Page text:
• How dare you do that to me!  This is the most obvious of the people issues that comes to mind.  Face it, when backed into a corner, people lash out just like a trapped animal.  The supposedly wronged party wants their proverbial “pound of flesh.”  They get that pound of flesh by hurting the organization that has just hurt them.  This can be as minimal as taking office supplies to downloading databases to a USB drive as they empty their desk.  Obviously, a database, network or system administrator’s access is much different than a clerk’s.  However, if your security is minimal on the inside as it is in most organizations, the clerk may actually have better access than the administrators when it comes to sensitive information.  Such a situation may not be the fault of the administrators, that old version of POS or ERP may not have the ability to be more granular regarding access to information.
  • Over inundated with alerts and cannot identify real alerts from false positives.  This typically occurs when an automated tool is implemented but never tuned to the organization’s environment.  In this sort of an environment, finding real alerts can be like finding a needle in a haystack when there are thousands of alerts an hour scrolling by on the screen.  This usually makes management wonder why the tool was needed in the first place.
  • Saw an alert and ignored it.  We see this most often coupled with the aforementioned inundation issue.  The other most common version of this issue is with internally used SSL certificates that were generated incorrectly or use a default certificate supplied by the application.  Users then see the “There is a problem with this Website’s security certificate” or similar error message in their browser whenever these flawed certificates are encountered and become conditioned to ignore the error message.  Over time, they become conditioned to ignore all of these sorts of messages, including those for malware infected Web sites and, surprise, you have been compromised.  I have lost count how many people have said to me, “We just ignore those alerts because we know they are false positives.”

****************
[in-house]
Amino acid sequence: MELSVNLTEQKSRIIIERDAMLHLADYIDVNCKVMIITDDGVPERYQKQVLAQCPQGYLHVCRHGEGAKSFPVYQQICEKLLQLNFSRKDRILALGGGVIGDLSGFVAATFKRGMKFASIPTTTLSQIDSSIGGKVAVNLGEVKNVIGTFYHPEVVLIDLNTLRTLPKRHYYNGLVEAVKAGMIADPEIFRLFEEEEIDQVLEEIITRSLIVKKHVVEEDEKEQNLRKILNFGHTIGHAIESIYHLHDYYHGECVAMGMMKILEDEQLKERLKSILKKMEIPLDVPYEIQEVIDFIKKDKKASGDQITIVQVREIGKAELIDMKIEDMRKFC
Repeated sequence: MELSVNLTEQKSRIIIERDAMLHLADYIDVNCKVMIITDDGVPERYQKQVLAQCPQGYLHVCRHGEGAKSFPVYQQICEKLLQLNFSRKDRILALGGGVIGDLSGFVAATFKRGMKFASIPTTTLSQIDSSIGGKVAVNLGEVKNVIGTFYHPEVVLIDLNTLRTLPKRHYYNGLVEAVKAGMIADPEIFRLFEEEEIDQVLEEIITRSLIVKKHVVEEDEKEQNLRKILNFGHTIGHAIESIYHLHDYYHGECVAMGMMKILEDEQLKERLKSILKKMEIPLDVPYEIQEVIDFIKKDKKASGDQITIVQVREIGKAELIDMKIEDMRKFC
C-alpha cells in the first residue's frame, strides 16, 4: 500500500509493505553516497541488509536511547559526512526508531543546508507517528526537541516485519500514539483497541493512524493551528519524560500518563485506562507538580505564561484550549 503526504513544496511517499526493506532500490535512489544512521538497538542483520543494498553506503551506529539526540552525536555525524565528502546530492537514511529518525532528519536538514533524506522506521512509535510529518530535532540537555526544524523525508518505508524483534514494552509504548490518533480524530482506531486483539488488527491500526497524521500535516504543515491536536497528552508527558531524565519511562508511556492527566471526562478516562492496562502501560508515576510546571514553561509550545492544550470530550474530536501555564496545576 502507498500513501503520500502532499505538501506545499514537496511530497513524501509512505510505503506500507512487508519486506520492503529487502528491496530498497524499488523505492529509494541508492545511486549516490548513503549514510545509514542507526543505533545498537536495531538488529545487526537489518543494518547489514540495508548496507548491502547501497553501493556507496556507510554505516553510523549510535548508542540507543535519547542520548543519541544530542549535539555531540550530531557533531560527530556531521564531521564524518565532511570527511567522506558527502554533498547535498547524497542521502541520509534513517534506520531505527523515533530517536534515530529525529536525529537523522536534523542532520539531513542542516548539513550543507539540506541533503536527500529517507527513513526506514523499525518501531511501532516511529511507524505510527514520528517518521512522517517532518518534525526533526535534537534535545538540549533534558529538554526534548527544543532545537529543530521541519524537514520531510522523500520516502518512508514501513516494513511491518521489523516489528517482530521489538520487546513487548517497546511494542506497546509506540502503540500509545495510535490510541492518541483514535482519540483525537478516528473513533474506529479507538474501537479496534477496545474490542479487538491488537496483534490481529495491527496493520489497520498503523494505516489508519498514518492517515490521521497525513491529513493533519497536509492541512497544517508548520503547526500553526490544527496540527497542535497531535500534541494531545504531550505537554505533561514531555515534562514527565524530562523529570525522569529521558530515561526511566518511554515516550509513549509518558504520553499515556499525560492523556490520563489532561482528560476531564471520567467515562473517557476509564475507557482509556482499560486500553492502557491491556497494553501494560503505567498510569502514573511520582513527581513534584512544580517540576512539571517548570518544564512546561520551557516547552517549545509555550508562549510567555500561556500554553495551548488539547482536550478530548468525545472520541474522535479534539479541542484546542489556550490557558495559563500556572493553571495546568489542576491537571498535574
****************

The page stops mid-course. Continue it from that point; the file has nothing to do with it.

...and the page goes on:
• Saw the alert but got side tracked and never came back to it.  This is a problem we see all of the time.  For example, the person that monitors the network is also the person that manages the network and configures the network.  An alert comes in and the person begins a root cause analysis (RCA) only to get pulled away because a remote facility is offline.  The offline issue gets resolved, but other issues come up as well as meetings and telephone calls and the person never gets back to the RCA for the alert because there is no “tickler” to remind them to go back and complete the RCA.  In the meantime, the attacker has gained their beachhead and is probing the network for whatever value it may contain.
  • Just did not put together all of the pieces to know they were compromised.  Like the reasons 9/11 occurred, most organizations do not correlate all of the potential incidents occurring in their networks and therefore do not understand that there is an active effort to compromise their network or that they have already been compromised until well after the incident has caused damage.  The reason this is important is that once an attacker is inside your organization’s security perimeter, it is typically game over because there are few controls to prevent access and identify that data is being taken.